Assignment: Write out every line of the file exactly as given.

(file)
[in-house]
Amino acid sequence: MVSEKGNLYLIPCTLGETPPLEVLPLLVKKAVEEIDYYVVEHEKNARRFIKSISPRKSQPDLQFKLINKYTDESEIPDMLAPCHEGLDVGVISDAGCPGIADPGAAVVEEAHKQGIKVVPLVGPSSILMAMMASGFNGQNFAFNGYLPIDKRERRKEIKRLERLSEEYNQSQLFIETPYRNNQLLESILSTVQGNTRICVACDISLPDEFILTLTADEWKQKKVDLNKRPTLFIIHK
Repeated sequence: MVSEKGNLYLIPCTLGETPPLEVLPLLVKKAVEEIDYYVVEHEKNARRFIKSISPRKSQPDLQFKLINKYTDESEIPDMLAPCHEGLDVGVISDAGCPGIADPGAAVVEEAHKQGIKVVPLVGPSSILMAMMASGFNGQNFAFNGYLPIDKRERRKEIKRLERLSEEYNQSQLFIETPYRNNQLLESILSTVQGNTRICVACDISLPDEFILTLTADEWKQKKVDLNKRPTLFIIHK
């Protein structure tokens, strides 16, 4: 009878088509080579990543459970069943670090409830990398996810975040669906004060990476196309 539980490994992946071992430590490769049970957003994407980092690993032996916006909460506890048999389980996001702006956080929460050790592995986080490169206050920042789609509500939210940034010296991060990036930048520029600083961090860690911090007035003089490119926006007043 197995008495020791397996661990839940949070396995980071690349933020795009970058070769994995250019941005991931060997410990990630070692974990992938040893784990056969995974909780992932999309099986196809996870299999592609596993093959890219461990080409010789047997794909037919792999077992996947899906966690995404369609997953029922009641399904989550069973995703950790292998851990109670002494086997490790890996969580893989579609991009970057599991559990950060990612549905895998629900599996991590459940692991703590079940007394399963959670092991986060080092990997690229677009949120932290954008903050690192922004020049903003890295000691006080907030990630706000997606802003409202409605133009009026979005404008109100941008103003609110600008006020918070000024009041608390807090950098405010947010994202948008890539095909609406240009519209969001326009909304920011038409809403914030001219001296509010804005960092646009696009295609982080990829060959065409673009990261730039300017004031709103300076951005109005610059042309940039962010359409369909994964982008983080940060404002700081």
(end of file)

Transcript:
[in-house]
Amino acid sequence: MVSEKGNLYLIPCTLGETPPLEVLPLLVKKAVEEIDYYVVEHEKNARRFIKSISPRKSQPDLQFKLINKYTDESEIPDMLAPCHEGLDVGVISDAGCPGIADPGAAVVEEAHKQGIKVVPLVGPSSILMAMMASGFNGQNFAFNGYLPIDKRERRKEIKRLERLSEEYNQSQLFIETPYRNNQLLESILSTVQGNTRICVACDISLPDEFILTLTADEWKQKKVDLNKRPTLFIIHK
Repeated sequence: MVSEKGNLYLIPCTLGETPPLEVLPLLVKKAVEEIDYYVVEHEKNARRFIKSISPRKSQPDLQFKLINKYTDESEIPDMLAPCHEGLDVGVISDAGCPGIADPGAAVVEEAHKQGIKVVPLVGPSSILMAMMASGFNGQNFAFNGYLPIDKRERRKEIKRLERLSEEYNQSQLFIETPYRNNQLLESILSTVQGNTRICVACDISLPDEFILTLTADEWKQKKVDLNKRPTLFIIHK
């Protein structure tokens, strides 16, 4: 009878088509080579990543459970069943670090409830990398996810975040669906004060990476196309 539980490994992946071992430590490769049970957003994407980092690993032996916006909460506890048999389980996001702006956080929460050790592995986080490169206050920042789609509500939210940034010296991060990036930048520029600083961090860690911090007035003089490119926006007043 197995008495020791397996661990839940949070396995980071690349933020795009970058070769994995250019941005991931060997410990990630070692974990992938040893784990056969995974909780992932999309099986196809996870299999592609596993093959890219461990080409010789047997794909037919792999077992996947899906966690995404369609997953029922009641399904989550069973995703950790292998851990109670002494086997490790890996969580893989579609991009970057599991559990950060990612549905895998629900599996991590459940692991703590079940007394399963959670092991986060080092990997690229677009949120932290954008903050690192922004020049903003890295000691006080907030990630706000997606802003409202409605133009009026979005404008109100941008103003609110600008006020918070000024009041608390807090950098405010947010994202948008890539095909609406240009519209969001326009909304920011038409809403914030001219001296509010804005960092646009696009295609982080990829060959065409673009990261730039300017004031709103300076951005109005610059042309940039962010359409369909994964982008983080940060404002700081």